The shower room is a primitive structure built over a cistern of some sort, so that there is a direct, convenient drainage – one spits on the half-inch spaced floor boards and down it goes. The water – when there is water – is sometimes hot; on the whole not bad, although some people never shave more than three times every two weeks.
13 March 1949 The bus made its first run to Haifa today! Historic local passengers were Aryeh, Nachum R., Chaim D., Shifra B., and Avi L. It was the driver’s first day on the line (Yitz C. is still in Haifa arranging for his busman’s test) so naturally he spent most of the time watching the passing scenery rather than the road.
Today is the 11th of Adar, Yom Trumpeldor. There was a dramatization in the dining hall and then we marched to the top of the Towil, the hill that lies to the west of us and from which one can see the lights both of Safed and Haifa. Full moon with a crisp wind a-blow-ing, so we could hardly wait to light our bonfire at the prescribed time, when fires were to blaze up in all the settlements of the countryside. Then a few selections from our pocket-sized choir (valiantly rendered) and a few words on the significance of the occasion by Willy.
When we got home we discovered that our tender – which is the name for any small pick-up truck in this country – had arrived from Ein Hashofet, where it had been in repair for two months. Painted a brilliant green, and hunched up on its hind wheels and ready to roll. So our motor fleet has been doubled.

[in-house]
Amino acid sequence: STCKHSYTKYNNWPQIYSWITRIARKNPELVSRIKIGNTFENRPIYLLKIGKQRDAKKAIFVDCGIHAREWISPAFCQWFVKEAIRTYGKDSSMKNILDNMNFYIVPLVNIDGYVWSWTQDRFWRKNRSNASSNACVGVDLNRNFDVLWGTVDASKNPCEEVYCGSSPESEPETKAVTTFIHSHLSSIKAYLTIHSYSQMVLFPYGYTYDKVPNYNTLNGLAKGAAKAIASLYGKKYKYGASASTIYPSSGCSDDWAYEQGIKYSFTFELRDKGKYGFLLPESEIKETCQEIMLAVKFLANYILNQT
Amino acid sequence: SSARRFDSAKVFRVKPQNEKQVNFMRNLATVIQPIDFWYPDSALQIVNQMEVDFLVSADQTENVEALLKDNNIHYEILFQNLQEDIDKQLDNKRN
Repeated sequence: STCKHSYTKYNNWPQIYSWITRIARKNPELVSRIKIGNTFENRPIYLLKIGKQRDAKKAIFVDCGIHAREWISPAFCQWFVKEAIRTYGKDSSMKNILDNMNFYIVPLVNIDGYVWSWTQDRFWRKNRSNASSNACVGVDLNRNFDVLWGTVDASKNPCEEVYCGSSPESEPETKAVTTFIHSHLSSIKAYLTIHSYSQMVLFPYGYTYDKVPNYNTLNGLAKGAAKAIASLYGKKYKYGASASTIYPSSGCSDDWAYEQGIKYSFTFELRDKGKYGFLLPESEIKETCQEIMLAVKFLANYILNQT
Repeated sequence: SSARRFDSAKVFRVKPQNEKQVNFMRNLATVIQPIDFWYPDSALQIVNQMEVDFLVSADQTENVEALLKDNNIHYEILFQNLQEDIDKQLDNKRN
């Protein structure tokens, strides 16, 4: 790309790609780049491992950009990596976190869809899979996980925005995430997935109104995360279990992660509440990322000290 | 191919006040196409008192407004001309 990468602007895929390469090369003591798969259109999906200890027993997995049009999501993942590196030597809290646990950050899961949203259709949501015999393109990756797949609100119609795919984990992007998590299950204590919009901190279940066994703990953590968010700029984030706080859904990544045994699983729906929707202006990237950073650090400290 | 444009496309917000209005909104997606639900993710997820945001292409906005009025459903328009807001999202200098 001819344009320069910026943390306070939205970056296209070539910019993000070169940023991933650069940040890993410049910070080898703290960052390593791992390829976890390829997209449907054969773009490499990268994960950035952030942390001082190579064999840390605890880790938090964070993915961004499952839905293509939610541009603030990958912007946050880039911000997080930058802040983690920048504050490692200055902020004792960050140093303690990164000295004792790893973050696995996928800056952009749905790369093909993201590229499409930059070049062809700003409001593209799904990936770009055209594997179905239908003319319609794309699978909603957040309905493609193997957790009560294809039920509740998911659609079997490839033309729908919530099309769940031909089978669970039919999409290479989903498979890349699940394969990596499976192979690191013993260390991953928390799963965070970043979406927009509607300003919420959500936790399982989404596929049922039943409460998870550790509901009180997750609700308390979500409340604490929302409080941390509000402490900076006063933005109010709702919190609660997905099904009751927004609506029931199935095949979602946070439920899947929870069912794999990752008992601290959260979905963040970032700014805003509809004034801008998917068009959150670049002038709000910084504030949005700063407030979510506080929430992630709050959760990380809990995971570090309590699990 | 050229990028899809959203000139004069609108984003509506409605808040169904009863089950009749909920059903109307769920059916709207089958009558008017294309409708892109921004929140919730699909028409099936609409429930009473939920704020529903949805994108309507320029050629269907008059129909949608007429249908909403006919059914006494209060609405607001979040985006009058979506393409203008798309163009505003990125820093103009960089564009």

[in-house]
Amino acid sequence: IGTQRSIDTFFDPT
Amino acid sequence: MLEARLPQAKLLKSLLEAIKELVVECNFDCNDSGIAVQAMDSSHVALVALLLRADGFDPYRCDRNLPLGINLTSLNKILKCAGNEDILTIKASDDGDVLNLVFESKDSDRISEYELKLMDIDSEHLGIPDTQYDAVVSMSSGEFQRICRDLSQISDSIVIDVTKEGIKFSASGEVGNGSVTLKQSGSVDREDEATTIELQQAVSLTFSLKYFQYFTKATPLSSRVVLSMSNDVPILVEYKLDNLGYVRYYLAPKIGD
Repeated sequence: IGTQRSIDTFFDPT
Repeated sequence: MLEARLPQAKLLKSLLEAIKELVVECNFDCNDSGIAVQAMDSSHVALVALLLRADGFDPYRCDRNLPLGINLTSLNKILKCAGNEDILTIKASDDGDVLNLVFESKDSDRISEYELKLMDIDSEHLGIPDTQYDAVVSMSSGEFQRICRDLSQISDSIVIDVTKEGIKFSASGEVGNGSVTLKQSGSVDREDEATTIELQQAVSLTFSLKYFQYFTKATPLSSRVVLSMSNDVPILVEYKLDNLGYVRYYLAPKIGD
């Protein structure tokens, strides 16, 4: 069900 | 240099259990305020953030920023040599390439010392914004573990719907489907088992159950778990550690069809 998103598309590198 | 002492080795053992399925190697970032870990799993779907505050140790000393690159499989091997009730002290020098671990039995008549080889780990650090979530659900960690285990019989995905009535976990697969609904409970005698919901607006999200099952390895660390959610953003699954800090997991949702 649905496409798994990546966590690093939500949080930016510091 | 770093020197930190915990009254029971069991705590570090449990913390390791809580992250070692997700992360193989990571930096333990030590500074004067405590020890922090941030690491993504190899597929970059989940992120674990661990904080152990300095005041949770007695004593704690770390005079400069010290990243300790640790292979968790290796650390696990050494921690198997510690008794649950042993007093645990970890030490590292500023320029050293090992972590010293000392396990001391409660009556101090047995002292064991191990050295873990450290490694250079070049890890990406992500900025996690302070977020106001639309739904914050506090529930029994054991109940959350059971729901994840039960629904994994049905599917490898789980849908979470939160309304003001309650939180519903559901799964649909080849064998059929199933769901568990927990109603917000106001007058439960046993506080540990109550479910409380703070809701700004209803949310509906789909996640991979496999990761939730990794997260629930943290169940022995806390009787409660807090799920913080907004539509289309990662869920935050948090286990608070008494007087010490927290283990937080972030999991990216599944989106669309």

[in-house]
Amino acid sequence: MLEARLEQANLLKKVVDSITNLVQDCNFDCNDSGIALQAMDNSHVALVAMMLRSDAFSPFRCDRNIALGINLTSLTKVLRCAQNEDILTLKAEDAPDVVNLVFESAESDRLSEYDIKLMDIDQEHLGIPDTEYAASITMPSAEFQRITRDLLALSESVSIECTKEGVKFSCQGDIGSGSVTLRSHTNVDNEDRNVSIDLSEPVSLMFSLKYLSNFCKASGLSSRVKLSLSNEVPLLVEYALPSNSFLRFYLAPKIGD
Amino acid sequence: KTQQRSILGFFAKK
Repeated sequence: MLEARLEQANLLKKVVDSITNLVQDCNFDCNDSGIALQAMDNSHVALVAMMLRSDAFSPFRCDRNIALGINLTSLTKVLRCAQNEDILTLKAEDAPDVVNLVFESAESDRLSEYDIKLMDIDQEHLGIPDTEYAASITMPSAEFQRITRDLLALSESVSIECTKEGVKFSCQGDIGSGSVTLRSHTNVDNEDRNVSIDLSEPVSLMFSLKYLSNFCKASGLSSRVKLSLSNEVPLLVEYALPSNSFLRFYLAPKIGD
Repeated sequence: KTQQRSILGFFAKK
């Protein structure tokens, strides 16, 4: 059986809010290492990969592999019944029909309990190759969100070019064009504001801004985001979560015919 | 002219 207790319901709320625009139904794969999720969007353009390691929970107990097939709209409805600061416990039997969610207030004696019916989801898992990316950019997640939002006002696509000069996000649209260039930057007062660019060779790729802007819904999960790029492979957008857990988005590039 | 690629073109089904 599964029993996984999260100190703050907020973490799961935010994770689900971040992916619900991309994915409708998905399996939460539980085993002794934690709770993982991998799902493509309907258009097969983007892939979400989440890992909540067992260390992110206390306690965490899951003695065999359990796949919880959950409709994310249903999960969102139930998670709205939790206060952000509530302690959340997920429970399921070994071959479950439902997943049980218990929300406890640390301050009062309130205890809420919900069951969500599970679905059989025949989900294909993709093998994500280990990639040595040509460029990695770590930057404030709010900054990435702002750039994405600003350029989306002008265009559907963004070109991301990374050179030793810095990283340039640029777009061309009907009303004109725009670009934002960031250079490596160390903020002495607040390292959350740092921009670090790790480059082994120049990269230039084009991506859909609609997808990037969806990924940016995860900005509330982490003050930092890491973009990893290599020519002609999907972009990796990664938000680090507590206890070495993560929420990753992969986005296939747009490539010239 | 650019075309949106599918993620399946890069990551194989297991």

14 March 1949 Our new doctor arrived and was promptly established in his room in one of our new wooden housing units. This adds another intangible but considerable ingredient of security to life in the hills.
16 March 1949 Last night when the bus was returning from Nahariya it was stopped a few kilometres down the road. The driver claims that a large group of armed Arabs demanded that he take them to Lebanon. He refused, warning them that in the event of abduction a party would be sent out immediately and there would be the devil to pay. From now on for the next few days an armed guard will accompany him on his trip from Naharia.
17 March 1949 A quiet day in which a few of us with Yehoshua took an inspection trip through our orchards. One of those unique tone poems of Sasa weather, a day to conjure with: flurries of rain and then sunshine, and sunshine through the rain exhibiting all those ancient and hackneyed but magnificent images of nature’s spring beauty, huge drops of rain on broad green leaves, delicately colored hyacinths, anemones, cyclamens appearing like flute obligatos from within the full orchestral rumble of rocks and weeds and trees, a straight and slimly formed apricot tree in glistening pinkish-orange blossom surrounded by gnarled olive trees, the terraces falling away like carpeted steps of deep green, diamond sprinkled green, and swirls and patches of chartreuse, the deep, good, chocolate-brown earth in the valleys, so soft, so magnificently textured that one dreamily thinks of biting into a chunk…